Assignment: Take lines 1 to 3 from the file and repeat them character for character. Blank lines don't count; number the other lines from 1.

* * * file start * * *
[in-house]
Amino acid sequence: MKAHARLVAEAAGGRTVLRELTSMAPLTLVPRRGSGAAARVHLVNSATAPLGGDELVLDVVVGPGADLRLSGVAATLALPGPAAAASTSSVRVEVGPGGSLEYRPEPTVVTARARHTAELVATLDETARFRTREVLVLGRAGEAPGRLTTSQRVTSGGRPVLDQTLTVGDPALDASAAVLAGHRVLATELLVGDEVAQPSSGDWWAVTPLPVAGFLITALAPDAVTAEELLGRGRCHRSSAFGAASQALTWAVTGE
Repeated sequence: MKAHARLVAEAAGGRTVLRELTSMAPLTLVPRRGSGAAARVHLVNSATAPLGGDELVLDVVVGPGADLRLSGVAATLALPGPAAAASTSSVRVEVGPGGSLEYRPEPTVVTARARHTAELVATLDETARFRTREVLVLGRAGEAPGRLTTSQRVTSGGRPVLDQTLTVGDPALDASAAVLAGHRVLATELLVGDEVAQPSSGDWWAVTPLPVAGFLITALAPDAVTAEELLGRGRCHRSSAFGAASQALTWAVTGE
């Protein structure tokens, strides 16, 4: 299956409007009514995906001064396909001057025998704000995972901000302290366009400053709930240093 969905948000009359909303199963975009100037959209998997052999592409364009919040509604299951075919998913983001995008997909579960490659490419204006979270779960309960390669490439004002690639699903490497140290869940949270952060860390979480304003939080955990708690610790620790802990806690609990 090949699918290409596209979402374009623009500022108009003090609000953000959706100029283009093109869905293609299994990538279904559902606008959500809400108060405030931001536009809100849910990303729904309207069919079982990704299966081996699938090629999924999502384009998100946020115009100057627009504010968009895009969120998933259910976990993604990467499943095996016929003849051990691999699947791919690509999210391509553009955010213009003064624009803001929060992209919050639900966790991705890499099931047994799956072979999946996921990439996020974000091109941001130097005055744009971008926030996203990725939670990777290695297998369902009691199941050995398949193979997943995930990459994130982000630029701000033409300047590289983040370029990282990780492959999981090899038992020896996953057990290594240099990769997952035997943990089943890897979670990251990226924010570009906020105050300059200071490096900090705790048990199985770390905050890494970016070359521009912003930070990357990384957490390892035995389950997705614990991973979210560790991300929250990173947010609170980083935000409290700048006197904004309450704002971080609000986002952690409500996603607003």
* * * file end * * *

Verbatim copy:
[in-house]
Amino acid sequence: MKAHARLVAEAAGGRTVLRELTSMAPLTLVPRRGSGAAARVHLVNSATAPLGGDELVLDVVVGPGADLRLSGVAATLALPGPAAAASTSSVRVEVGPGGSLEYRPEPTVVTARARHTAELVATLDETARFRTREVLVLGRAGEAPGRLTTSQRVTSGGRPVLDQTLTVGDPALDASAAVLAGHRVLATELLVGDEVAQPSSGDWWAVTPLPVAGFLITALAPDAVTAEELLGRGRCHRSSAFGAASQALTWAVTGE
Repeated sequence: MKAHARLVAEAAGGRTVLRELTSMAPLTLVPRRGSGAAARVHLVNSATAPLGGDELVLDVVVGPGADLRLSGVAATLALPGPAAAASTSSVRVEVGPGGSLEYRPEPTVVTARARHTAELVATLDETARFRTREVLVLGRAGEAPGRLTTSQRVTSGGRPVLDQTLTVGDPALDASAAVLAGHRVLATELLVGDEVAQPSSGDWWAVTPLPVAGFLITALAPDAVTAEELLGRGRCHRSSAFGAASQALTWAVTGE